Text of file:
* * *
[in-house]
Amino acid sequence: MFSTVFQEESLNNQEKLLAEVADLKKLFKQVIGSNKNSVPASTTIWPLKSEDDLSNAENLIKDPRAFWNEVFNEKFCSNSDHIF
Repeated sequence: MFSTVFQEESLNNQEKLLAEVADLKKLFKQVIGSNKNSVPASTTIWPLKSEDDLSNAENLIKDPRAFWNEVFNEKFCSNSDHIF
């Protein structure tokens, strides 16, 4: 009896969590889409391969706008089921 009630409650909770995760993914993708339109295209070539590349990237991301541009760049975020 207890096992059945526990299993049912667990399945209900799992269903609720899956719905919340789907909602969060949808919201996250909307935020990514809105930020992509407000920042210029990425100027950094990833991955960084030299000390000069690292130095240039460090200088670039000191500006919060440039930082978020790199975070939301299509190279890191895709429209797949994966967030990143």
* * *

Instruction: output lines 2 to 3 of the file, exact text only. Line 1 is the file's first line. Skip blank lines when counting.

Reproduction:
Amino acid sequence: MFSTVFQEESLNNQEKLLAEVADLKKLFKQVIGSNKNSVPASTTIWPLKSEDDLSNAENLIKDPRAFWNEVFNEKFCSNSDHIF
Repeated sequence: MFSTVFQEESLNNQEKLLAEVADLKKLFKQVIGSNKNSVPASTTIWPLKSEDDLSNAENLIKDPRAFWNEVFNEKFCSNSDHIF